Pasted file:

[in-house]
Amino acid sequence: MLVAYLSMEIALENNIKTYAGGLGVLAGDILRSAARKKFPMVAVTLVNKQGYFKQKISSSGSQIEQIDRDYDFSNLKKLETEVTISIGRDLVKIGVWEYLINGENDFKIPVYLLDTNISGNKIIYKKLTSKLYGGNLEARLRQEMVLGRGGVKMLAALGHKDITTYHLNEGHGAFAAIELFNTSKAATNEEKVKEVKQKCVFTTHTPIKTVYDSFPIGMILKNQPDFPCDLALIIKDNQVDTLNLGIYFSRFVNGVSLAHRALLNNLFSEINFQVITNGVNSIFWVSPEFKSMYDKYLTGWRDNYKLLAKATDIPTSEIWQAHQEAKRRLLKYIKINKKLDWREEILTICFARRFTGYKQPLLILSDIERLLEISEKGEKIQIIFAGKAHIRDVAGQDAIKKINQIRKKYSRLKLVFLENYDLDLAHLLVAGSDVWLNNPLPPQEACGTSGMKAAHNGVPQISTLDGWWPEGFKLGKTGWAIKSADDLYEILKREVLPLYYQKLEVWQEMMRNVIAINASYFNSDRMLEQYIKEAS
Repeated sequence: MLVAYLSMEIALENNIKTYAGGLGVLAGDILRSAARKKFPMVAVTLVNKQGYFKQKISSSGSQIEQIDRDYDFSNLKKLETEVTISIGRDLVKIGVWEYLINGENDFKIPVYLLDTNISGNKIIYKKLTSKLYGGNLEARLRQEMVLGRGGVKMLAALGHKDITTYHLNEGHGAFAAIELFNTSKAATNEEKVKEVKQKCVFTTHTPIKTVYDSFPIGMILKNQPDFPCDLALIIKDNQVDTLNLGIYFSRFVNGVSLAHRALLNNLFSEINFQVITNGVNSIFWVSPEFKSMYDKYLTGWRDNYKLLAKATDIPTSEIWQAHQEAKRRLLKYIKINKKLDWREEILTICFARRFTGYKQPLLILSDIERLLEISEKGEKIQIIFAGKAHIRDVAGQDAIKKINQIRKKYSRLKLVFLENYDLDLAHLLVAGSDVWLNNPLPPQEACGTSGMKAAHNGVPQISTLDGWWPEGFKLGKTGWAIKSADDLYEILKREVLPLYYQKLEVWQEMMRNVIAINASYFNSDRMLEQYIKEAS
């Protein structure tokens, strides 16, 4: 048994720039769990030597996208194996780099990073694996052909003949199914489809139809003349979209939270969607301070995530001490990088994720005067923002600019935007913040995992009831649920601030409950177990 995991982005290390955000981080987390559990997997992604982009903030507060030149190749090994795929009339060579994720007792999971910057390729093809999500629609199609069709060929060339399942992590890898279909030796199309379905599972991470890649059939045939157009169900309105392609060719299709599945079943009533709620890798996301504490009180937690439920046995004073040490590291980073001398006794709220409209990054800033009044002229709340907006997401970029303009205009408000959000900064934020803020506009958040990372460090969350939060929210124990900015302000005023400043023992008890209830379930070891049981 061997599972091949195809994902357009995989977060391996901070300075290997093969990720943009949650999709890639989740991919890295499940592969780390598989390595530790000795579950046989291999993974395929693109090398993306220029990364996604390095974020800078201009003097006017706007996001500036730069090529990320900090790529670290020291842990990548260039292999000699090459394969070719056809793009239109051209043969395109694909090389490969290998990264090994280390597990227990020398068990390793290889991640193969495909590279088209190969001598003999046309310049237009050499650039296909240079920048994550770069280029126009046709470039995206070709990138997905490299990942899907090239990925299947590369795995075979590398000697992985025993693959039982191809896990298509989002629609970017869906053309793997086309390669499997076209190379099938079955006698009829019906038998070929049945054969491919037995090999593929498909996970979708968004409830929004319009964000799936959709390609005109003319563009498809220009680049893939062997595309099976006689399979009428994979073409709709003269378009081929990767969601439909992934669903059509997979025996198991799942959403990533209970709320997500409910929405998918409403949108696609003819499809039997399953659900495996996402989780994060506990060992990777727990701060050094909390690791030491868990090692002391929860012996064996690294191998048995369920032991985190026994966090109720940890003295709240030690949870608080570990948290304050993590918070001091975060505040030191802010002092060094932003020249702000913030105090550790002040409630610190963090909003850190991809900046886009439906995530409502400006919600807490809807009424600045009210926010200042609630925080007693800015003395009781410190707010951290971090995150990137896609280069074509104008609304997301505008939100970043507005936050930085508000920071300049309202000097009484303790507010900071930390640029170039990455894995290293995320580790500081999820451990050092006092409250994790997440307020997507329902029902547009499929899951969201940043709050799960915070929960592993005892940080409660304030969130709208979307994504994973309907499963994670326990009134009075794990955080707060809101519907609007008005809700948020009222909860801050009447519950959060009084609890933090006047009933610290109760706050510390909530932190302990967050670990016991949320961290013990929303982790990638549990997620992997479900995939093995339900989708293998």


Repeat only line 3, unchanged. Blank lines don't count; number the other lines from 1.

Repeated sequence: MLVAYLSMEIALENNIKTYAGGLGVLAGDILRSAARKKFPMVAVTLVNKQGYFKQKISSSGSQIEQIDRDYDFSNLKKLETEVTISIGRDLVKIGVWEYLINGENDFKIPVYLLDTNISGNKIIYKKLTSKLYGGNLEARLRQEMVLGRGGVKMLAALGHKDITTYHLNEGHGAFAAIELFNTSKAATNEEKVKEVKQKCVFTTHTPIKTVYDSFPIGMILKNQPDFPCDLALIIKDNQVDTLNLGIYFSRFVNGVSLAHRALLNNLFSEINFQVITNGVNSIFWVSPEFKSMYDKYLTGWRDNYKLLAKATDIPTSEIWQAHQEAKRRLLKYIKINKKLDWREEILTICFARRFTGYKQPLLILSDIERLLEISEKGEKIQIIFAGKAHIRDVAGQDAIKKINQIRKKYSRLKLVFLENYDLDLAHLLVAGSDVWLNNPLPPQEACGTSGMKAAHNGVPQISTLDGWWPEGFKLGKTGWAIKSADDLYEILKREVLPLYYQKLEVWQEMMRNVIAINASYFNSDRMLEQYIKEAS